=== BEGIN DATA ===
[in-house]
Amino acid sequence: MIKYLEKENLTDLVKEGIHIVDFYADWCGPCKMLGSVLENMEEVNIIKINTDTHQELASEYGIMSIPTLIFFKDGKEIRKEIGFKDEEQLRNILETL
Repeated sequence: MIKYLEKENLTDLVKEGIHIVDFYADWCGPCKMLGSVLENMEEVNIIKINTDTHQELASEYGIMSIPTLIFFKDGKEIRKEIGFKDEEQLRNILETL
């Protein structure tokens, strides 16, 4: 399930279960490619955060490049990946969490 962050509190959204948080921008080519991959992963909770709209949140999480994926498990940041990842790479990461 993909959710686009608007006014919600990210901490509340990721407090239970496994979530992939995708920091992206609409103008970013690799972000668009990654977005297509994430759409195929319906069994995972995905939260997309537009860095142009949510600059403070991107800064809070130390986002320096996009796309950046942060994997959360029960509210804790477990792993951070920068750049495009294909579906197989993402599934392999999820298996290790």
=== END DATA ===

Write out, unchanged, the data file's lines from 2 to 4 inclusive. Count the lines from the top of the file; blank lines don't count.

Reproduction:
Amino acid sequence: MIKYLEKENLTDLVKEGIHIVDFYADWCGPCKMLGSVLENMEEVNIIKINTDTHQELASEYGIMSIPTLIFFKDGKEIRKEIGFKDEEQLRNILETL
Repeated sequence: MIKYLEKENLTDLVKEGIHIVDFYADWCGPCKMLGSVLENMEEVNIIKINTDTHQELASEYGIMSIPTLIFFKDGKEIRKEIGFKDEEQLRNILETL
């Protein structure tokens, strides 16, 4: 399930279960490619955060490049990946969490 962050509190959204948080921008080519991959992963909770709209949140999480994926498990940041990842790479990461 993909959710686009608007006014919600990210901490509340990721407090239970496994979530992939995708920091992206609409103008970013690799972000668009990654977005297509994430759409195929319906069994995972995905939260997309537009860095142009949510600059403070991107800064809070130390986002320096996009796309950046942060994997959360029960509210804790477990792993951070920068750049495009294909579906197989993402599934392999999820298996290790």